The Gutenberg Museum is located in the hometown of Johannes Gutenberg in Mainz, Germany.
The Gutenberg Museum is located in the hometown of Johannes Gutenberg in Mainz, Germany.

Seeing famous Gutenberg Bible

Amazingly, we got to spend time in a well-guarded room where the Gutenberg Bibles are on display. Understandably, photos aren’t permitted in that room or anywhere in the museum except in the last exhibit we visited where our guide was allowed to actually print a page for us on a replica Gutenberg printing press to show us how the machine worked.

As for those Bibles, there are only 49 copies left in the world, Lothar said. They are called the 42-line Gutenberg Bible because each page has 42 lines of text.

“We didn’t have a Gutenberg Bible here until 1978,” Lothar said. “It cost $1.8 million and was the first complete Gutenberg Bible returning home. I could rave on for hours about the Gutenberg Bible.”

Called the Shuckburgh Bible, the ornate book in front of us was printed in black and white, then color was later added by an artist. “No two Gutenberg Bibles are the same because no two were done by the same artist,” Lothar said. “Someone would buy a Gutenberg Bible, then pay an artist to add the color and designs.”

Then he pointed out an interesting mistake – the color letter for a large Q has its tail on the wrong side in the Bible. “The artist who did this color couldn’t read so he didn’t know which side the tail should go,” Lothar said.

Gutenberg seemed plagued by politics and business failures during his life and didn’t gather riches despite his world-changing invention. Gutenberg initially borrowed money to finance buying equipment. Then his lender foreclosed and took Gutenberg’s equipment. Hard to be a printer without equipment and supplies.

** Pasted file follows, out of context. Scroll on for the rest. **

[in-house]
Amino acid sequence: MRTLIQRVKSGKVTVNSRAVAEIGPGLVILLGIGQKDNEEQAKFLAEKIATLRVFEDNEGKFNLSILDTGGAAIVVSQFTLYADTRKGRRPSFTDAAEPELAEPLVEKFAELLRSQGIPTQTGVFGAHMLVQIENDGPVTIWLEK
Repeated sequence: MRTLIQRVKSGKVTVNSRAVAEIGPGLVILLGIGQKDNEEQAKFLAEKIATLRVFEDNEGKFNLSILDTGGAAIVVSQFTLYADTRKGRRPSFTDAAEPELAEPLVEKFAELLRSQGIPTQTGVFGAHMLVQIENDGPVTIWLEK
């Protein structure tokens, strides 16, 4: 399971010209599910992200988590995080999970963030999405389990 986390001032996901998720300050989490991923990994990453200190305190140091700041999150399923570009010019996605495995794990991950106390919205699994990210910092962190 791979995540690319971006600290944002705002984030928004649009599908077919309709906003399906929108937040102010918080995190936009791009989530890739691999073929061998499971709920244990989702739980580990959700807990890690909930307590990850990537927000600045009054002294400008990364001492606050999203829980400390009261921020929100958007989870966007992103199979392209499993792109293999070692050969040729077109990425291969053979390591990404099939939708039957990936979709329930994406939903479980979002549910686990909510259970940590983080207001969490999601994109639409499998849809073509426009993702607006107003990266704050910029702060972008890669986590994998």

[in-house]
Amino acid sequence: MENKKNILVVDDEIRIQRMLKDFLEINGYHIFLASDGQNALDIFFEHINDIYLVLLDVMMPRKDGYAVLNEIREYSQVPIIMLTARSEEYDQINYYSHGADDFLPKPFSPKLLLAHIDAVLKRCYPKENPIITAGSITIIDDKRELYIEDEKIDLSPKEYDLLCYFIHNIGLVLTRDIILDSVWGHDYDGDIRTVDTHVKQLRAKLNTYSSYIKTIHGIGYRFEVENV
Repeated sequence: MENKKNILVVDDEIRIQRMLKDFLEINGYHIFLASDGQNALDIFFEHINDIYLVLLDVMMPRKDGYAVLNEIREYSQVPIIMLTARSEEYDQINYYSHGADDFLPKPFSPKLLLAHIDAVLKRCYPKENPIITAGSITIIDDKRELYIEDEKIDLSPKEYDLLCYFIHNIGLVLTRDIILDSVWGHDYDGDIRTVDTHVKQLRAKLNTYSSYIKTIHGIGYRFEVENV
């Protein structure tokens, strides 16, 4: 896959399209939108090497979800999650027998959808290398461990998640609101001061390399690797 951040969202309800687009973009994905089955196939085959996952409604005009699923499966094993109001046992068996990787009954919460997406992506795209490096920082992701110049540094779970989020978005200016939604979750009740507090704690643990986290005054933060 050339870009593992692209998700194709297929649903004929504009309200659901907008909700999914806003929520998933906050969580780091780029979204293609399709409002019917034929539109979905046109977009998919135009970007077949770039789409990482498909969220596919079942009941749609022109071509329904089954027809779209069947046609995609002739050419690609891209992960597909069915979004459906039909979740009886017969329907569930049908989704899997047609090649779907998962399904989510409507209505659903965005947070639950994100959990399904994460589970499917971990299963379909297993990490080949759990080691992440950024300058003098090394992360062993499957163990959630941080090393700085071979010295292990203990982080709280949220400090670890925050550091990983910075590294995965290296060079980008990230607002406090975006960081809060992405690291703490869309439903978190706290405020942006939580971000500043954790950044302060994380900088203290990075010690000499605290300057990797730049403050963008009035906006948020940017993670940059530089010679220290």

When Gutenberg was getting back on his feet, a religious/political war erupted in Mainz. “The whole population including Gutenberg was driven out of town,” Lothar said. When people returned, they struggled to pick up their lives again.

“Gutenberg didn’t die exactly poor but he had lost almost everything that was his,” Lothar said. When he died in 1468, Gutenberg was buried in the Franciscan church in Mainz. The church and cemetery were later destroyed and Gutenberg’s grave is now lost.

Gutenberg honored years after death

“When he died, Gutenberg’s amazing contributions were largely unknown,” Lothar said. “He was re-discovered centuries later and people realized how important he was to all of us.”

This excellent museum was created in 2000 by Gutenberg’s hometown to honor its native son. Along with the Bibles, the museum showcases printing presses spanning a period of several centuries. There are also exhibits on the history of paper and writing, bookplates, graphic arts and posters and many books, magazines and newspapers.

Before our tour ended, we had 15 minutes in a special exhibit room to watch Lothar operate a replica Gutenberg printing press. It was interesting to see the whole labor-intensive process and see many of us taking photos and videos on our cameras and cell phones.

Technology certainly has evolved over the years. I gave thanks to Gutenberg before leaving the museum. Can’t imagine life without books.

Photos and video by Jackie Sheckler Finch